High-efficiency inverted dithienogermole–thienopyrrolodione-based polymer solar cells

Journal name:
Nature Photonics
Volume:
6,
Pages:
115–120
Year published:
DOI:
doi:10.1038/nphoton.2011.317
Received
Accepted
Published online

Abstract

Inverted polymer bulk heterojunction solar cells have received a great deal of attention because of their compatibility with large-scale roll-to-roll processing. The inverted cell geometry has the following structure: substrate (rigid or flexible)/indium tin oxide/electron-transporting layer/photoactive layer/hole-transporting layer/top anode. Solution-processed metal-oxide films, based on materials such as ZnO and TiO2, are typically used as the electron-transporting layers. Here, we demonstrate enhanced charge collection in inverted polymer solar cells using a surface-modified ZnO–polymer nanocomposite electron-transporting layer. Using this approach, we demonstrate inverted polymer solar cells based on a low-bandgap polymer with an alternating dithienogermole–thienopyrrolodione repeat unit (PDTG–TPD) with certified power conversion efficiencies of 7.4%. To our knowledge, this is the highest efficiency reported to date for polymer solar cells with a device architecture compatible with the roll-to-roll process.

At a glance

Figures

  1. Effect of light soaking on device performance for inverted solar cells with an as-prepared ZnO-PVP nanocomposite ETL.
    Figure 1: Effect of light soaking on device performance for inverted solar cells with an as-prepared ZnO–PVP nanocomposite ETL.

    Photo J–V characteristics for inverted PDTG–TPD:PC71BM solar cells, highlighting the effect of prolonged light soaking on device performance under AM 1.5G solar illumination at 100 mW cm−2.

  2. Enhanced device performance in inverted PDTG-TPD:PC71BM solar cells by UV-ozone treatment of the ZnO-PVP nanocomposite ETL.
    Figure 2: Enhanced device performance in inverted PDTG–TPD:PC71BM solar cells by UV-ozone treatment of the ZnO–PVP nanocomposite ETL.

    a, Photo J–V curves of inverted PDTG–TPD:PC71BM solar cells with UV-ozone treated ZnO–PVP nanocomposite films as ETLs for various treatment times (5, 10, 20 and 30 min) under initial AM 1.5G solar illumination at 100 mW cm−2. b, Corresponding EQE for devices with 10 min UV-ozone treated ZnO–PVP nanocomposite films. The EQE spectrum for devices with as-prepared composite films is shown for comparison.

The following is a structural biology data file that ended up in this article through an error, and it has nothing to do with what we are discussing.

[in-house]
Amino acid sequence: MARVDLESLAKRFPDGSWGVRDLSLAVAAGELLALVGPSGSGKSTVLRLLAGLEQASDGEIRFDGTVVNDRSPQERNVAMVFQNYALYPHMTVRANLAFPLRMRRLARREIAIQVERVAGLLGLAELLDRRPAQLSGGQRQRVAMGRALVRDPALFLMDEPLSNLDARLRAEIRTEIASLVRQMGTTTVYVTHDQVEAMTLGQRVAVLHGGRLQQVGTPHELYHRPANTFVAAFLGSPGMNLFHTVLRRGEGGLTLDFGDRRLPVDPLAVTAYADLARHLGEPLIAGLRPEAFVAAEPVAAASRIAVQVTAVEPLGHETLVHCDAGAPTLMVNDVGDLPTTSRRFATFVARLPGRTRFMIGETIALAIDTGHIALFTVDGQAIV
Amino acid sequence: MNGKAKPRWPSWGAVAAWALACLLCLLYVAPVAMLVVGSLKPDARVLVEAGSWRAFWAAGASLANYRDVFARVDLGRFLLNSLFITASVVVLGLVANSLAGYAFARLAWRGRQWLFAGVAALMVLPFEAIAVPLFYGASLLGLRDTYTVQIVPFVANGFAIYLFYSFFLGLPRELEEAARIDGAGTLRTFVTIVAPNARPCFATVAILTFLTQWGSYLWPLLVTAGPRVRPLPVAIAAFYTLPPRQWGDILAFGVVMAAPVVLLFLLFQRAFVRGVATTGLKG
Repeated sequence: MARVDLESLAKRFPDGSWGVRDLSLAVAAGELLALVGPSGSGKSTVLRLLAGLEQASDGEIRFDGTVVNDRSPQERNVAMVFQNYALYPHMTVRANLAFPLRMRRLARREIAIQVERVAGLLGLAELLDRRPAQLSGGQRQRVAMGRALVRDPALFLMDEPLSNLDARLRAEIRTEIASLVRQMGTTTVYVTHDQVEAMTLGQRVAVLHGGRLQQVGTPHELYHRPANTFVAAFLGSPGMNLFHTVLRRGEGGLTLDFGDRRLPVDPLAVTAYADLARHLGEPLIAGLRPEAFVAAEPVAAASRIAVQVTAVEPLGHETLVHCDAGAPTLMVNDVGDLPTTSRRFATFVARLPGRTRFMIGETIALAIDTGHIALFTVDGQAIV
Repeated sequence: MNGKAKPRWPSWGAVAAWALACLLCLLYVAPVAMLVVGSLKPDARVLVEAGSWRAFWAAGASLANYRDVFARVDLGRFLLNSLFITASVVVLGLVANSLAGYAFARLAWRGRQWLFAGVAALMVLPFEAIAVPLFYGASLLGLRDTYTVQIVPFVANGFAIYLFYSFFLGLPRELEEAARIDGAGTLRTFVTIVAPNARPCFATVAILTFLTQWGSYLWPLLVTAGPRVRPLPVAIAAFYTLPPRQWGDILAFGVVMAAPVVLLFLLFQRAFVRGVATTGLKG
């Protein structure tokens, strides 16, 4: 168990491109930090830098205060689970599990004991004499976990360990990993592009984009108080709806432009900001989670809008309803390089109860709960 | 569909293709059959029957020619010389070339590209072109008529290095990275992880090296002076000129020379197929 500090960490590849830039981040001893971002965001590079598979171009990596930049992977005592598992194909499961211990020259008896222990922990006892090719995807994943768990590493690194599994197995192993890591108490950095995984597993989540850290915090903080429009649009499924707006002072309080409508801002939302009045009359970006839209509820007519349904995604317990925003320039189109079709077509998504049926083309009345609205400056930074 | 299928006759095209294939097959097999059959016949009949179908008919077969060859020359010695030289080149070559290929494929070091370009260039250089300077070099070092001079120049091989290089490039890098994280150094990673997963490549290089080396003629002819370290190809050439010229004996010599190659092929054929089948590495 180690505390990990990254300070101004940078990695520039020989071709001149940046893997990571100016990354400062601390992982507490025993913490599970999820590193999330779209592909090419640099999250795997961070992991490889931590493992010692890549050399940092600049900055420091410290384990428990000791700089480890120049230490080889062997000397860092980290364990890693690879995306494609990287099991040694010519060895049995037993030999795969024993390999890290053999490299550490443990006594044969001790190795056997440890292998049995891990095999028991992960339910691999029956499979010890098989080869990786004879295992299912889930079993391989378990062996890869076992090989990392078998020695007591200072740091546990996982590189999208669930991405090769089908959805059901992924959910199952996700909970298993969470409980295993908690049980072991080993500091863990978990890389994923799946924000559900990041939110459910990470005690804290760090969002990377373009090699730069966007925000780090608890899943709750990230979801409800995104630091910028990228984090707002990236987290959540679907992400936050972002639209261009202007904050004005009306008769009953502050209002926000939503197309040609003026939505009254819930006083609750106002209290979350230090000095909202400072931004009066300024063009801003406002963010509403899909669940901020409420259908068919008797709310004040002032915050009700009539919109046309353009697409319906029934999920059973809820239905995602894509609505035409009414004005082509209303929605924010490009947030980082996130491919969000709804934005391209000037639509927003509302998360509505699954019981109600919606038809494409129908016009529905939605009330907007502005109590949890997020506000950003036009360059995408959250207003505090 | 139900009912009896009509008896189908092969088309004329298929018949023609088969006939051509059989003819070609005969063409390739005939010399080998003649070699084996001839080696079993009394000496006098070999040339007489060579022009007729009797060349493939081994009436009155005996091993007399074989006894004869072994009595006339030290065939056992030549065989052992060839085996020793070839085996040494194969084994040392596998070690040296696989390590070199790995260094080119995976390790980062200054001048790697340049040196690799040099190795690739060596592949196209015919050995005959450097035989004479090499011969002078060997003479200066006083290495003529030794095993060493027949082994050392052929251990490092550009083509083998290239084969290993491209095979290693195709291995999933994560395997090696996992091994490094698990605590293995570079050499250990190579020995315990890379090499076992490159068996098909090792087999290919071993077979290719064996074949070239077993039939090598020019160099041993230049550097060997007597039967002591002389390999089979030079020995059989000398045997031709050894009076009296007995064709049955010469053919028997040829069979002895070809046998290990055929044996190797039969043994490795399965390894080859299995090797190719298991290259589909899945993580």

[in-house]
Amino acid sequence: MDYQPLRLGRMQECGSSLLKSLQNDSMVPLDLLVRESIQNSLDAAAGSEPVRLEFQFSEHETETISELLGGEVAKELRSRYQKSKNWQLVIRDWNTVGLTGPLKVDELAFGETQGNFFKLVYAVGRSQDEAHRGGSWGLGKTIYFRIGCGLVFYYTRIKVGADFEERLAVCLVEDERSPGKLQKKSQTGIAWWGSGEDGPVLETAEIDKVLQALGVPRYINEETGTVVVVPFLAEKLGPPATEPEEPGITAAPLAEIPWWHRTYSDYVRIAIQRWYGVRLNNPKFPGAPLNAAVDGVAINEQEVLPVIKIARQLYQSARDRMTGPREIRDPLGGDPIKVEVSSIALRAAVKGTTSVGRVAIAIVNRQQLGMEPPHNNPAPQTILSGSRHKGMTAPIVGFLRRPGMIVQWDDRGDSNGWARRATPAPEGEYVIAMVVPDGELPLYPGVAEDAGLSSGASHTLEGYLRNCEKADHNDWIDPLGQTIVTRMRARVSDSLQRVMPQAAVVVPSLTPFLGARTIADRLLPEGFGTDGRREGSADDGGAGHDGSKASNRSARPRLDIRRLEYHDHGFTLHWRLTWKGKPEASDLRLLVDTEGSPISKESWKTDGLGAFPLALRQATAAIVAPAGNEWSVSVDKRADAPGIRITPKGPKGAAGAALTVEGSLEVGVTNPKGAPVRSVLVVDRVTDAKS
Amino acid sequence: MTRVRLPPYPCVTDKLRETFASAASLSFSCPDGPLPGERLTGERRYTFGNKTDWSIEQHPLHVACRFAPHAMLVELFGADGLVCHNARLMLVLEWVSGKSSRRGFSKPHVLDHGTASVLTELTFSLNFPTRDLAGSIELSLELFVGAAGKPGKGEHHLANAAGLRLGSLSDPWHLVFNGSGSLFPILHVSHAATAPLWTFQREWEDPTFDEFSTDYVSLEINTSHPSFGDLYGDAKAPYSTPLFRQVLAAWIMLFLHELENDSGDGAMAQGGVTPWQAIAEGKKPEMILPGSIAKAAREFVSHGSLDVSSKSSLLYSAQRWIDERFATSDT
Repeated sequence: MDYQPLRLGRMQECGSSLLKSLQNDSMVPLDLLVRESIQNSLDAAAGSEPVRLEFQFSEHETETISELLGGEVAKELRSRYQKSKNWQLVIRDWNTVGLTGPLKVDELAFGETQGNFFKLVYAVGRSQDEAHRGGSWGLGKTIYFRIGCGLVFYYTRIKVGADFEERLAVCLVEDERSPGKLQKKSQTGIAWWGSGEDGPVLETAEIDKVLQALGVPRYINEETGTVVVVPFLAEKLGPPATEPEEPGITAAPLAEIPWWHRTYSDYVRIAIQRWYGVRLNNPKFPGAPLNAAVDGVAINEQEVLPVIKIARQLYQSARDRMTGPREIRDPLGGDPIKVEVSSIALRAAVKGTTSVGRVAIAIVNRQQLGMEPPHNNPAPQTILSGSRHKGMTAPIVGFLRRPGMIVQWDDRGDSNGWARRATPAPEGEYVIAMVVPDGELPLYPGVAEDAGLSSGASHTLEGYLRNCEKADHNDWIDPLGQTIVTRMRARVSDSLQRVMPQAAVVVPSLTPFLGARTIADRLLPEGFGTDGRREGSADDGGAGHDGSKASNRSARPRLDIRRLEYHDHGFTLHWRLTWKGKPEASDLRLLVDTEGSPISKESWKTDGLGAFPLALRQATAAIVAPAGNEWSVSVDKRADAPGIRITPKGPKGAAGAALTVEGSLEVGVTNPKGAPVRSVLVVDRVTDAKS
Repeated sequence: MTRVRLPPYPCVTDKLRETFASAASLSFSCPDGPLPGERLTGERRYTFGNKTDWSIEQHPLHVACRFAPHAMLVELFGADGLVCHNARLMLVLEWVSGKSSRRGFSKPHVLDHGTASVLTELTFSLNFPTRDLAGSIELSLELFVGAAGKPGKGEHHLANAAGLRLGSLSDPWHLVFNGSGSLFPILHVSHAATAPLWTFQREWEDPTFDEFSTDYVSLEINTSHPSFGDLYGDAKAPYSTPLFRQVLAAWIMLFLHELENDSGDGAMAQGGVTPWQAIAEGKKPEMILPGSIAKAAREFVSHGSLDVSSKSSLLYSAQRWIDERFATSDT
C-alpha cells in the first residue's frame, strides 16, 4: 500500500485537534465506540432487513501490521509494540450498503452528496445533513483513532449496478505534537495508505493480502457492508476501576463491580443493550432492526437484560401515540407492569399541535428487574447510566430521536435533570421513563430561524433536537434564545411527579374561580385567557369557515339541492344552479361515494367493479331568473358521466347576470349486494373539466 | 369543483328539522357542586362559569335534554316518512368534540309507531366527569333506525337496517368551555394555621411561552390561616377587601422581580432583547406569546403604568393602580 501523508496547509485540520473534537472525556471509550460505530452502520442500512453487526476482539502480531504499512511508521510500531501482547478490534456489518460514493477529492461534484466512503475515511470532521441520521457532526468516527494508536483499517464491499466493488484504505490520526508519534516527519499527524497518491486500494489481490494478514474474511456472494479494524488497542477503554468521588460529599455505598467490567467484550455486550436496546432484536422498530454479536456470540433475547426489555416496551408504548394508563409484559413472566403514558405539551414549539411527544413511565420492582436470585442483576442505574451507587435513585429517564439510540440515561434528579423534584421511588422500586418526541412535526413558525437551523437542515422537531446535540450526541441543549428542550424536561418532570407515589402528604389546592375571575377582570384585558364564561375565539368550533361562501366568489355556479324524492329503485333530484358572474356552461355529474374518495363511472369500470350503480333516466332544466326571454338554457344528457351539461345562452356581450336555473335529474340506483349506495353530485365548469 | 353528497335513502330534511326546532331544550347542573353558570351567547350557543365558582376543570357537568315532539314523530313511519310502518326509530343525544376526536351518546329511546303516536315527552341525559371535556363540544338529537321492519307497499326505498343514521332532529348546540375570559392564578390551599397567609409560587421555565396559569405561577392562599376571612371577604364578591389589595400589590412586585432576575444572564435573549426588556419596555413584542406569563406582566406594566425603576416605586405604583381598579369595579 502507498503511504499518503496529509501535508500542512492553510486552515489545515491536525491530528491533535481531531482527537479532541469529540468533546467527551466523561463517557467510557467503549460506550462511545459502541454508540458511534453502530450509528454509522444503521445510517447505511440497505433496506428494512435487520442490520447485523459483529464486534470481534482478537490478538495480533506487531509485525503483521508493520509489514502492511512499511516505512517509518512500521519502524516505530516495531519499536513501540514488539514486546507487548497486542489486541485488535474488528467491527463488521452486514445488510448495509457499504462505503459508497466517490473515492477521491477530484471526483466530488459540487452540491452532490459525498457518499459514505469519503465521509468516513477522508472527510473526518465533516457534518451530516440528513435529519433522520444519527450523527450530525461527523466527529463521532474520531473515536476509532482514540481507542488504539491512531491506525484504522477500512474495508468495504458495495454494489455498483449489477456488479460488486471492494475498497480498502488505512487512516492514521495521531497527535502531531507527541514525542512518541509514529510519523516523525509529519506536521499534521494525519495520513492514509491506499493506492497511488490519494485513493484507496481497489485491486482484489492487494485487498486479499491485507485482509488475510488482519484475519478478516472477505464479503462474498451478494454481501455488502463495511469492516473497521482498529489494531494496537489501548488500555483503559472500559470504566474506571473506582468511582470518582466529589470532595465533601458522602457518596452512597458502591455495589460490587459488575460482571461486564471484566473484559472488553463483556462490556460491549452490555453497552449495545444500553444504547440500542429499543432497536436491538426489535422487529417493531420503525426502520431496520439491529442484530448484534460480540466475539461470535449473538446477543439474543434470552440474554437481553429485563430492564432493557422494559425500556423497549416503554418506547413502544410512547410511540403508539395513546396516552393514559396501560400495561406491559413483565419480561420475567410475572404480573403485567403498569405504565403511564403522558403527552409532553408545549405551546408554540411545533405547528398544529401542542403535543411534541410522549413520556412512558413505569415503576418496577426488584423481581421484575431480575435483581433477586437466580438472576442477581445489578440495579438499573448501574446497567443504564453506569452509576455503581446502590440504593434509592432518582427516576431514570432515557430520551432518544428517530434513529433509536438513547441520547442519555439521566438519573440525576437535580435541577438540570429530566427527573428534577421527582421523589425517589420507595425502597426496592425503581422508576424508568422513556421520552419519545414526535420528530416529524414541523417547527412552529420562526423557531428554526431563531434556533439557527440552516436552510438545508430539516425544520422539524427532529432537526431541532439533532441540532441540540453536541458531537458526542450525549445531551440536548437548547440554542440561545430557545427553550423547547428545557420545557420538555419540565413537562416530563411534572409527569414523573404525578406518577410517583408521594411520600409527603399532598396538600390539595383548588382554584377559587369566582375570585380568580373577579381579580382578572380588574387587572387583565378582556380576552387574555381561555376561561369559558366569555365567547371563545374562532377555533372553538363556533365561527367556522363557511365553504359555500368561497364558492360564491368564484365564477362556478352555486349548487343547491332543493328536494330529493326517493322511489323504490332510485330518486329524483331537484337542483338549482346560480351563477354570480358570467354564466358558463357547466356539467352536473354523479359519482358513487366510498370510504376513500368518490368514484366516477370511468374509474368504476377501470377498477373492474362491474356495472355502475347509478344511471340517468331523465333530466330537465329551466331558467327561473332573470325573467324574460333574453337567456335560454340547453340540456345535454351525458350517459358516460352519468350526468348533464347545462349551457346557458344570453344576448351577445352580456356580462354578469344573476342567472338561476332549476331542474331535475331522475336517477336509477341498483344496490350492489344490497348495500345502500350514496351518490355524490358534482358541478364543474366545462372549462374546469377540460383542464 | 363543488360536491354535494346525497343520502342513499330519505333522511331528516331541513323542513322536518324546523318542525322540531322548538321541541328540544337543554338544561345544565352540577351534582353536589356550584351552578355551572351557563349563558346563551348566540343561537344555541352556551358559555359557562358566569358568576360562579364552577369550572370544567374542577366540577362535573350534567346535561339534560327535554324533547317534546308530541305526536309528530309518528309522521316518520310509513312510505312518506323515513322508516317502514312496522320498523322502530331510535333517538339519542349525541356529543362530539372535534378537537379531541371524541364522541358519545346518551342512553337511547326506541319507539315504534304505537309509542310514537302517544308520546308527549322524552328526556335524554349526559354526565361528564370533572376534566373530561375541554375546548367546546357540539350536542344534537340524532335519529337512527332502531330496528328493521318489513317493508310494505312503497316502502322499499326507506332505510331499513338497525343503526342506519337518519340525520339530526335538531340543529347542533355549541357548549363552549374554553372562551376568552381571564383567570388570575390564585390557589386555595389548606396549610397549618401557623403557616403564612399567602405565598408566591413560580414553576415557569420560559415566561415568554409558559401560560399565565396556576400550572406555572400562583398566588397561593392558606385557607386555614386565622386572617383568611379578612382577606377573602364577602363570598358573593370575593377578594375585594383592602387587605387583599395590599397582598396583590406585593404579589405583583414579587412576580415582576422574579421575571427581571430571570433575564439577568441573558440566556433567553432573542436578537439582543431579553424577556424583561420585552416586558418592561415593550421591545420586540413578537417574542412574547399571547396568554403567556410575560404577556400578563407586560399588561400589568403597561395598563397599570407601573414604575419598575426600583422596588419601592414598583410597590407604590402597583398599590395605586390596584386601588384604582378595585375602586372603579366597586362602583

3. Certified I-V characteristics for an inverted PDTG-TPD:PC71BM solar cell with 10 min UV-ozone treated ZnO-PVP nanocomposite ETL.
    Figure 3: Certified IV characteristics for an inverted PDTG–TPD:PC71BM solar cell with 10 min UV-ozone treated ZnO–PVP nanocomposite ETL.

    The device was certified by NEWPORT Corporation. A light mask with an area of 0.0304 cm2 was used to define the device area.

  4. Tapping-mode AFM images for ZnO-PVP nanocomposite films used in device fabrication (optimized conditions).
    Figure 4: Tapping-mode AFM images for ZnO–PVP nanocomposite films used in device fabrication (optimized conditions).

    Appropriate scales are shown on the right. a,b, Three-dimensional topography images for the as-prepared and 10 min UV-ozone treated ZnO–PVP nanocomposite films show the change in surface roughness upon UV-ozone treatment. c, Phase image for the as-prepared nanocomposite film, showing a PVP-rich surface on which no ZnO nanoclusters can be seen. d, Phase image for the UV-ozone treated nanocomposite film, showing a ZnO nanocluster-rich surface, with more ZnO nanoclusters exposed on the surface. e,f, Schematic images of the as-prepared and UV-ozone treated ZnO–PVP nanocomposite films, emphasizing the PVP-rich and ZnO-rich surfaces before and after UV-ozone treatment.

  5. XPS data for the as-prepared and 10 min UV-ozone treated ZnO-PVP nanocomposite films.
    Figure 5: XPS data for the as-prepared and 10 min UV-ozone treated ZnO–PVP nanocomposite films.

    a,b, O 1s (a) and Zn 2p (b) XPS spectra for the as-prepared and 10 min UV-ozone treated ZnO–PVP nanocomposite films. c, Atomic concentrations of carbon, zinc and oxygen before and after UV-ozone treatment based on the corresponding XPS spectra.

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Author information

  1. These authors contributed equally to this work

    • Cephas E. Small &
    • Song Chen

Affiliations

  1. Department of Materials Science and Engineering, University of Florida, Box 117200, Gainesville, Florida 32611, USA

    • Cephas E. Small,
    • Song Chen,
    • Jegadesan Subbiah,
    • Sai-Wing Tsang,
    • Tzung-Han Lai &
    • Franky So
  2. The George and Josephine Butler Polymer Research Laboratory, Department of Chemistry, Center for Macromolecular Science and Engineering, University of Florida, Box 117200, Gainesville, Florida 32611, USA

    • Chad M. Amb &
    • John R. Reynolds

Contributions

C.E.S. performed polymer solar cell fabrication, characterization and data analysis, as well as characterization of the ZnO–polymer films by AFM and XPS. S.C. contributed to data analysis, establishing a model to explain the ETL effects, and fabrication of the certified solar cells. J.S. contributed to the early process optimization of the PDTG–TPD and PDTS–TPD BHJ solar cells. T-H.L. conceived the idea for modification of the ZnO–polymer composite ETL by UV-ozone treatment and conducted optical transmission measurements. C.A. synthesized the polymers used in this work. S-W.T. assisted in planning and interpreting the data. F.S. and J.R.R. initiated and directed the research project. All authors discussed the results and commented on the manuscript.

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The authors declare no competing financial interests.

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